Don’t judge a book by its cover.
Liquid Swords may be as fastidious and handsomely mounted as its Prentis Rollins’ inked artwork, but confusing it for cartoonish fantasy would be a grave lapse in judgment. This is investigative journalism, as objective and stark as an obituary, completely drained of the sex, camaraderie and revelry that so many “gangster” rappers use as commercial leverage. Speaking as omniscient narrator, The Genius rarely steps in to plead his case, leaving his small-time crooks without conscience or voice of reason, abandoned to forever circle the drain of their violent and hateful lifestyles. It’s thematically oppressive and hopeless, all the more depressing when held up to the so-called legitimate forms of business it parallels, making its subliminal social commentary more of an attack on free enterprise and bureaucracy than the black market.
Gary Grice, known solely as Gza to those familiar, drafts sanguine sagas as detailed and ornamental as a gourmand ruminating over the buttery notes of a Bearnaise. Passions in science, chess and samurai mythology seem too bookish for an author of true crime exposés, but Gza imbues his wordy expositions with a lived-in realism and morbidity, always burying his street warriors in a casket built of their own paranoia and superstition. Simile and metaphor are his preferred rhetorical devices, as odd and unprecedented as his influences, strung along endless lines of rhyming suffixes and “unbalanced like elephants and ants on seesaws.” It’s astonishing how much he can squeeze into small spaces, delicately flipping near rhymes off the tip of his tongue and turning other rappers’ gimmicks and word games into achievements of “rec room era” MC wizardry. His brilliance even extends to social commentary, intended to “defraud the hoax” of religious and scholarly hypocrisy, standing defiantly against faux activism and willful ignorance.
In contrast, the sound profile is more subliminal than confrontational, building off of airy atmospherics and welcome intervals of silence. Breathing room not only allows Gza’s words to stand firmly in the forefront, but exposes the jagged edges of RZA’s source material, comprised mainly of tormented keys and slowly bubbling bass lines, as dark and viscous as crude oil. RZA seems to carry a common thread throughout the piece (he is sole producer), repeating 4 notes in sequence, wavering from speaker-to-speaker, as if to send a signal to the attentive listener, luring them into his darkened, concrete basement. The hypnosis is broken only for nightmarish passages from Shogun Assassin, made all the more ominous because of obvious parallels to Gza’s austere subject matter. Besides this penchant for cinephilia, Liquid Swords thematically breaks new ground for RZA, occupying the future worlds and technocentrism present in ambient and computer-based compositions.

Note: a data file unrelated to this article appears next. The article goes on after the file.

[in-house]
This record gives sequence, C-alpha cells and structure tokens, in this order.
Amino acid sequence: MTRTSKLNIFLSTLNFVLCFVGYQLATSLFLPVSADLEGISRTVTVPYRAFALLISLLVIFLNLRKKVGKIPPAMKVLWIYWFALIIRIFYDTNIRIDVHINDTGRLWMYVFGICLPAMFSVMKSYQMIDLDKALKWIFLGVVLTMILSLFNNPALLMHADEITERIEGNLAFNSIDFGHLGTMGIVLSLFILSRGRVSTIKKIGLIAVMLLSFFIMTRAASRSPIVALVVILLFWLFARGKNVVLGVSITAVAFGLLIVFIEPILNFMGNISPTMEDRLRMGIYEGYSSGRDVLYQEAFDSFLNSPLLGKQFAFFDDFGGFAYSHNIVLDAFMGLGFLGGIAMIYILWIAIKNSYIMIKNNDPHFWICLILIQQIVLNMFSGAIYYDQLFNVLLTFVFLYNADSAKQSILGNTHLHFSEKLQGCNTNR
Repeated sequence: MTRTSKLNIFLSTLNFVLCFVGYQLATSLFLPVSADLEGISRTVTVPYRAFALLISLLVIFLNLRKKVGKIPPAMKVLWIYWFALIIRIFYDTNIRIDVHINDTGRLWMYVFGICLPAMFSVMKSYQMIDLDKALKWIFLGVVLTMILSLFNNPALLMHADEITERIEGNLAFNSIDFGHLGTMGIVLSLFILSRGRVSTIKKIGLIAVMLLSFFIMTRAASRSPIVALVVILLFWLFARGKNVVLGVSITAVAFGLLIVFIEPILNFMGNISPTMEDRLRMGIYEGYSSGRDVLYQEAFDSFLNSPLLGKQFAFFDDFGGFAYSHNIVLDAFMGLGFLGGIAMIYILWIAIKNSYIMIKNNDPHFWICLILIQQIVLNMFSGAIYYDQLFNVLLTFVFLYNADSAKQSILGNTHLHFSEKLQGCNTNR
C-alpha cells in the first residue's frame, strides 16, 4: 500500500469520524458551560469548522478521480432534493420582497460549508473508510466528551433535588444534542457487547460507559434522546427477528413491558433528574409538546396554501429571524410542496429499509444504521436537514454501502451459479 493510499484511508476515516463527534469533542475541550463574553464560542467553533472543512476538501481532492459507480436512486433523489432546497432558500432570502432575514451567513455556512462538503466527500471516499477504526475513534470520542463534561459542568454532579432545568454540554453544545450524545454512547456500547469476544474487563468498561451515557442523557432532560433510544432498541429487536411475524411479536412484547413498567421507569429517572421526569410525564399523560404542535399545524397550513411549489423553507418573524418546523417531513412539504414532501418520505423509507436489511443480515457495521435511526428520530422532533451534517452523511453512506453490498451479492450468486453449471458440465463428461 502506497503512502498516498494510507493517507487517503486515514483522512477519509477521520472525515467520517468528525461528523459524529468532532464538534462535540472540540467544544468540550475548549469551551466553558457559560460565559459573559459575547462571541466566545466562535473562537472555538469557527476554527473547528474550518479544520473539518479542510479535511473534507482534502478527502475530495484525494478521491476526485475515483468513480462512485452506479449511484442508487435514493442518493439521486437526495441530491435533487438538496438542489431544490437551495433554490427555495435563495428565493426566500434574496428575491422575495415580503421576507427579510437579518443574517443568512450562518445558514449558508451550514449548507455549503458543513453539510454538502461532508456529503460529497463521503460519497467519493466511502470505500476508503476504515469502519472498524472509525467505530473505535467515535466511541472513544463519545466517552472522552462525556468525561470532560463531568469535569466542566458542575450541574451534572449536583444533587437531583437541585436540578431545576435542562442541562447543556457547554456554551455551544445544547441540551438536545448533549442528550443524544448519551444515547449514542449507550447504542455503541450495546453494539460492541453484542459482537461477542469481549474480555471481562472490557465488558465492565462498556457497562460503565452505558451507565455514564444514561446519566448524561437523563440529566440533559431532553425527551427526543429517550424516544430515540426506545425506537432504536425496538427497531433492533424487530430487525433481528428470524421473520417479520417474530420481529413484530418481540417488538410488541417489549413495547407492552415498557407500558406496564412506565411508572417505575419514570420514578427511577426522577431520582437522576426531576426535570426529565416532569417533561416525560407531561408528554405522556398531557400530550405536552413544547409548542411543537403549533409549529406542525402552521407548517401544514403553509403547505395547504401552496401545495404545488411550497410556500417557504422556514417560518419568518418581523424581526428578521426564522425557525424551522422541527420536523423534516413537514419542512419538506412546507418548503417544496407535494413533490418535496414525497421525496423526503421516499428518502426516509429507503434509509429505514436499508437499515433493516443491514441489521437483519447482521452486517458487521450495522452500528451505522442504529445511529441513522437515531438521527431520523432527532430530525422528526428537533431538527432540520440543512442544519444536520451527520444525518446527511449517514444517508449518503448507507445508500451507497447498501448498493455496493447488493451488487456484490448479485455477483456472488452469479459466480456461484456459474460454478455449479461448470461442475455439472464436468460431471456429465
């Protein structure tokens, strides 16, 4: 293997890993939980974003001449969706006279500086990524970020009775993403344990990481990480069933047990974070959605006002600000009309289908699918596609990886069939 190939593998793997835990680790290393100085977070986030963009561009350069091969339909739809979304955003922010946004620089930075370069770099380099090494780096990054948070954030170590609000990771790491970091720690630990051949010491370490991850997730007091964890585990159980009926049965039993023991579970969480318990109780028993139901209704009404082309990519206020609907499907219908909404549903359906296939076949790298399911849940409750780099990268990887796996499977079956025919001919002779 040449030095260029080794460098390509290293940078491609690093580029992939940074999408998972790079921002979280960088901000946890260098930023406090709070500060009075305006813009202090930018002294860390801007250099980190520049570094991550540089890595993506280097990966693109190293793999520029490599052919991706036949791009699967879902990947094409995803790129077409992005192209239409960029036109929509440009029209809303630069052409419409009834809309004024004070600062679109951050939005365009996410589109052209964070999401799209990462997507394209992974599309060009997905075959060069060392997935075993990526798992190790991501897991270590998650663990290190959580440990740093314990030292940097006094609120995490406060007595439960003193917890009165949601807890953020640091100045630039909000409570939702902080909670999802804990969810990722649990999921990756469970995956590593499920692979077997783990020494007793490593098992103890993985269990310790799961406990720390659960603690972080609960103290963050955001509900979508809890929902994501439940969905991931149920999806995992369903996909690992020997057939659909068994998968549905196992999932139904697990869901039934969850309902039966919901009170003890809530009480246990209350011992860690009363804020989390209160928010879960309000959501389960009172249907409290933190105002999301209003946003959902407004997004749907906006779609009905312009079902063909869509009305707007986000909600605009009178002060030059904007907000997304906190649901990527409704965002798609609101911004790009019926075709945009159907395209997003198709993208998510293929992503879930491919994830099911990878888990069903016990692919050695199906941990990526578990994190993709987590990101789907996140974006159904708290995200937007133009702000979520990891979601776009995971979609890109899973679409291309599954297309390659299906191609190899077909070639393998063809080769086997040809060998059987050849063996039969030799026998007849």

“Killah Hills 10304” personifies this artificiality, made of pure steel and industrial mechanics, slumping back and forth with pounding bass purr and wrinkled VHS-tape slur. RZA rips the soul from his formula, leaving behind a sonic corpse, wrought with remote pulsations and monotonous, squeaky keys. The squelched rhythms are barely given more than a few notes, repeating endlessly, never allowed to blossom, but steadily building a claustrophobic and synthetic atmosphere. The Genius’ words are tension incarnate, adding live flesh and tissue to the proceedings, painting a crimson portrait of global corruption. His exhaustive universe of characters never feels fabricated, all sneaky and corrupt, desperate enough to surgically implant a kilo of cocaine into a bum leg or hide a bomb in a bottle of champagne. All images of pleasure or power are symbolically bathed in blood, striking a shadowy, three-dimensional vision of street life caked in the grit most mainstream “gangsters” wash away in the recording booth.
The lyrical authenticity and aural chilliness make for an incongruous pairing on paper, but the truculent behavior of Gza’s characters fit this alien, emotionless din like a glove. His works of violence are money-motivated and impersonal, showing the detached nature of the drug game and its crippling effect on those trapped in its clutches. By removing the superhero bravado often attributed to “coke” rap, The Genius has made a work of gripping realism and profound morality.